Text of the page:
42. A Masked Avenger says

    Nobody really “needs” to believe scientific facts.

    Well, true, but that misses the point. Reality is that which doesn’t go away when you disbelieve it. You can deny gravity, but if you act on that disbelief your life expectancy is low. You can deny evolution, but only by refusing to look at the evidence at all, or by abandoning rationality completely.

    Morality has a different quality: it is inherently subjective. It is impossible to demonstrate by any rational means that murder is immoral, because morality is a value judgment. It is precisely analogous to attempting to prove that sushi is tasty.

    You can objectively prove that murder kills people, and that death makes loved ones grieve, and that most killers suffer PTSD as a result of their own actions. And plenty of people, myself included, will find that adequately persuasive. None of them prove that it’s immoral, though. They only persuade me to adopt the convention that it should be deemed immoral. I believe it is immoral not only without proof, but fully realizing that it is utterly impossible to prove. AND I deem anyone who’d call it moral to be right royally fucked in the head.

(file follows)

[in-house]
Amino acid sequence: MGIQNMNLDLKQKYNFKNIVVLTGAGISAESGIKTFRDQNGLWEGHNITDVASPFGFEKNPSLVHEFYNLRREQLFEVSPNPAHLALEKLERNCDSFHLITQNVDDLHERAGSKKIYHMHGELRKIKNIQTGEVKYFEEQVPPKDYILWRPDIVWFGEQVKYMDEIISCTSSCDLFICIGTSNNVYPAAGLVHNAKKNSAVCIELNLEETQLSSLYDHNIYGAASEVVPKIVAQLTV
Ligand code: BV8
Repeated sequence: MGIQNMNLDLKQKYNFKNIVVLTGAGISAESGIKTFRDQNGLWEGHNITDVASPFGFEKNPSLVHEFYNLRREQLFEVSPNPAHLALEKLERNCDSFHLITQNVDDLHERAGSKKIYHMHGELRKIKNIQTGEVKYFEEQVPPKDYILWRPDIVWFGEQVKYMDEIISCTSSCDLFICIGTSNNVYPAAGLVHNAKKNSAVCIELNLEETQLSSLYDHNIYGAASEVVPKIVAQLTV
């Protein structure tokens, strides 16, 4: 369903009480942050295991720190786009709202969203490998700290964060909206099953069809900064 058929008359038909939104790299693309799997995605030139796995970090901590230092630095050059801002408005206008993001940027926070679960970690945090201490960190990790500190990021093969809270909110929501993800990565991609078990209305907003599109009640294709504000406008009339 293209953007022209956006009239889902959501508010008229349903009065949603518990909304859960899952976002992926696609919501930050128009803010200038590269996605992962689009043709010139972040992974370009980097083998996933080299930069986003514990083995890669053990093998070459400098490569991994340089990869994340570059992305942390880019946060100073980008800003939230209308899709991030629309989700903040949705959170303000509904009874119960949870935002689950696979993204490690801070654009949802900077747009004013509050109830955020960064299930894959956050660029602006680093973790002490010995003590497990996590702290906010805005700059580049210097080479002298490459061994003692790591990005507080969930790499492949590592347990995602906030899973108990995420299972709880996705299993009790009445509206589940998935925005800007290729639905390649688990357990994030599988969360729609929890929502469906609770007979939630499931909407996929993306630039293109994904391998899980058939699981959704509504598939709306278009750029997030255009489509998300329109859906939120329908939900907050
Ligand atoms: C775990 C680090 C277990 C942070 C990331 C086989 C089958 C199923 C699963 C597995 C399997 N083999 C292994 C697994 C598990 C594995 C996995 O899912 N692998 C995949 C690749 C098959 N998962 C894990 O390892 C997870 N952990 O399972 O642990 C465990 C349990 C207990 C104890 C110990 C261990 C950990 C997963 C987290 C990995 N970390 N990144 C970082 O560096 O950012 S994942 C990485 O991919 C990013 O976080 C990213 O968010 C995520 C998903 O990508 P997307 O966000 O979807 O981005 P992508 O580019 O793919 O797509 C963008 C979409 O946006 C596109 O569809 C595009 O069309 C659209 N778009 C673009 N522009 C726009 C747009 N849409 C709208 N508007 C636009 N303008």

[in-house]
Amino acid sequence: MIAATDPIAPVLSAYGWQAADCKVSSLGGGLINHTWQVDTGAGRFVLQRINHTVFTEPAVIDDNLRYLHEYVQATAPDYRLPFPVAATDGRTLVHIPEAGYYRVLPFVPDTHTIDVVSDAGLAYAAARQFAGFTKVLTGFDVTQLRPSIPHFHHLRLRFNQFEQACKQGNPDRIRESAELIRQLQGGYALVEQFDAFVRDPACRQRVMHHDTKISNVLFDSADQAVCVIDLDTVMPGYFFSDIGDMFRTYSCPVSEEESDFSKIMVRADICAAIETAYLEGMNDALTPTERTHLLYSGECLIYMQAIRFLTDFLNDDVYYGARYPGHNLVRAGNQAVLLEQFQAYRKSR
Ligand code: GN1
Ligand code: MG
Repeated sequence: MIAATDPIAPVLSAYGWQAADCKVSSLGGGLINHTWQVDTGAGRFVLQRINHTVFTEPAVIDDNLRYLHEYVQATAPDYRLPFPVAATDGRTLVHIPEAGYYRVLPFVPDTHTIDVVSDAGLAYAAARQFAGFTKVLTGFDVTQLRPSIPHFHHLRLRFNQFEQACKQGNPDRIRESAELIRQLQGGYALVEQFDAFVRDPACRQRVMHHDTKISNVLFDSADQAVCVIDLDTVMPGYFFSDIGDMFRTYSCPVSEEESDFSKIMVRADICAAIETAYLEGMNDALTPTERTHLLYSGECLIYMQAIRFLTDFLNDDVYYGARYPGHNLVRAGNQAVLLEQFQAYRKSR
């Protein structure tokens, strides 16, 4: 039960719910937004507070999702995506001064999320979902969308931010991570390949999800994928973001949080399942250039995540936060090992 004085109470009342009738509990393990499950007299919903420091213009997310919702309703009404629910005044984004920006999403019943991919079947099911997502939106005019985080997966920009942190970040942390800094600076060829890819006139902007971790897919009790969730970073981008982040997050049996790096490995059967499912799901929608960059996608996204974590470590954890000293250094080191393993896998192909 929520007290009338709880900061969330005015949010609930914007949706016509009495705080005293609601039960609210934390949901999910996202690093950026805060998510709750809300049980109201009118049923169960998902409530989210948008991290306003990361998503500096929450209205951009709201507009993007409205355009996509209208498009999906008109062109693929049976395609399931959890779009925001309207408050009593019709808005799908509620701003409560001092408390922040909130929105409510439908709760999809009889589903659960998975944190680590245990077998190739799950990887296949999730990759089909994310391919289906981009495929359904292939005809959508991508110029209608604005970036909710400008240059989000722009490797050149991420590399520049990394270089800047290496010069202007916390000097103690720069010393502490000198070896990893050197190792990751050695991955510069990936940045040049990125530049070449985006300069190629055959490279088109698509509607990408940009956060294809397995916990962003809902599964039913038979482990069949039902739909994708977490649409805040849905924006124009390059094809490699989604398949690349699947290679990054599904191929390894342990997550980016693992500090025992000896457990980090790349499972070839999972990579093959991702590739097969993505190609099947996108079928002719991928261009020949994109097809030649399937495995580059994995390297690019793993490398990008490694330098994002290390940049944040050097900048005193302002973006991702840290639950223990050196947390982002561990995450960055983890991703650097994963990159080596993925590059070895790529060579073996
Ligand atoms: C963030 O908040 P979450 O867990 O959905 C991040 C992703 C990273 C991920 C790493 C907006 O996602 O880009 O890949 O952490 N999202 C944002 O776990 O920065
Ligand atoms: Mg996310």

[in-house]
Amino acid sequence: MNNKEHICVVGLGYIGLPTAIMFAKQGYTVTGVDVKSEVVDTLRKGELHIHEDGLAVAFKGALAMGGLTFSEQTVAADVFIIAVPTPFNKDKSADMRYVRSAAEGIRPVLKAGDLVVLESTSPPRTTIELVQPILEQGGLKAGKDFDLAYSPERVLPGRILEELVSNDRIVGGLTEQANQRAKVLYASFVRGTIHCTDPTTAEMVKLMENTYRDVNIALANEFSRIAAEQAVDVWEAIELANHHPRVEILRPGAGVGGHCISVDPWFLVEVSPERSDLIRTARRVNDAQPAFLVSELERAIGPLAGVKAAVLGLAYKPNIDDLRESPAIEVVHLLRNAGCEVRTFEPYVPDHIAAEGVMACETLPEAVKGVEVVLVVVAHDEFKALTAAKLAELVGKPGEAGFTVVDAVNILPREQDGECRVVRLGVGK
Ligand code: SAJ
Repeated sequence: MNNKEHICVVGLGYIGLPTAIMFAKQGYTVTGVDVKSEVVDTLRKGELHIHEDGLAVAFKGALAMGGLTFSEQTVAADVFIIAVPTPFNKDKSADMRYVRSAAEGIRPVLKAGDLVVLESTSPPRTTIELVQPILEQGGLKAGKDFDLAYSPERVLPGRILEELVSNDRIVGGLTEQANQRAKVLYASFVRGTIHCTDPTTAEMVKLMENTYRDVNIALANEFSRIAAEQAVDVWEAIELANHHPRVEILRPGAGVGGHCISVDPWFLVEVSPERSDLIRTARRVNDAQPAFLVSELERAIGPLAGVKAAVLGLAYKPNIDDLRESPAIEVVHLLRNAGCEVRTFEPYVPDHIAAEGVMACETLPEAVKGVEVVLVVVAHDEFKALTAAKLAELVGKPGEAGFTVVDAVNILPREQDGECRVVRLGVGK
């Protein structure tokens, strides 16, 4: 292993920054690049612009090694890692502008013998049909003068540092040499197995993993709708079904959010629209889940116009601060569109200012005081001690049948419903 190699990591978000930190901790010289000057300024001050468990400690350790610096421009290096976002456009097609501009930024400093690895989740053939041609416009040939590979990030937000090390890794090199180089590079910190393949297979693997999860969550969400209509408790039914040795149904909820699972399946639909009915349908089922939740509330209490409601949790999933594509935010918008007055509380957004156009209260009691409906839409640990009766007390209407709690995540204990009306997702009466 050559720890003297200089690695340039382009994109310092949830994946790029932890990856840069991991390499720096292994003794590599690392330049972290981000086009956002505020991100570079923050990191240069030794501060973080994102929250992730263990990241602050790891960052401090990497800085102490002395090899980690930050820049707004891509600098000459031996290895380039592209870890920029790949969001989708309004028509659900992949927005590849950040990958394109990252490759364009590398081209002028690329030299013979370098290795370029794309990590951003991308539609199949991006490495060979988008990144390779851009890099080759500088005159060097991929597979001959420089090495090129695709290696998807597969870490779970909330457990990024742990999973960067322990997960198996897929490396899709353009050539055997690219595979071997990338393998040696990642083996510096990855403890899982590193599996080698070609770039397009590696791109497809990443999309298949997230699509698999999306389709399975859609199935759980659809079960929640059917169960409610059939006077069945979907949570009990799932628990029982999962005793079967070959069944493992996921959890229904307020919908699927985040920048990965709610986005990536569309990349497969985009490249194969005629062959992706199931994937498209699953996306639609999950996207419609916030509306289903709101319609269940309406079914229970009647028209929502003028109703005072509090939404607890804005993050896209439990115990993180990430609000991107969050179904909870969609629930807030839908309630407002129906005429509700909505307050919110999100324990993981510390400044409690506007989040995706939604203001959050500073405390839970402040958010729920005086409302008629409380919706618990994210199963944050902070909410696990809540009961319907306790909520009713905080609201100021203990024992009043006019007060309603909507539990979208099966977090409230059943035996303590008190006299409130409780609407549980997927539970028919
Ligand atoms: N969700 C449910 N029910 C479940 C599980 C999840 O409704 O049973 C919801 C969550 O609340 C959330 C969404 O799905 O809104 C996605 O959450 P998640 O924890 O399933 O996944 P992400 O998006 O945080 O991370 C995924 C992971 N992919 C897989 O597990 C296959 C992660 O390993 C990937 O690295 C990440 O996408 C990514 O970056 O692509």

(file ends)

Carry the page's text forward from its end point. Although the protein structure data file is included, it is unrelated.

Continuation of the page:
But as for sociopaths, it’s ableist bullshit to disregard them. They’re about 4% of the population, and they’re as fuly human as the rest of us. They are not “evil” simply because they were born without empathy. If we can’t convince them of the validity of our morality (and we can’t), it’s not because they are evil or subhuman. It’s because our “proofs” all rest on appeals to empathy.

    None of this makes religion not bullshit. It’s just one illustration that not only can one be a scientist while believing things that aren’t empirically provable, but in fact all scientists believe some things that can’t be empirically proven.

    Another easy illustration: Dawkins. His misogyny is not empirically supportable; he believes women inferior and disbelieves in privilege, which not only can’t be proven, but in fact can be empirically disproven. His belief in falsehoods doesn’t prevent him from doing science.

  43. brett says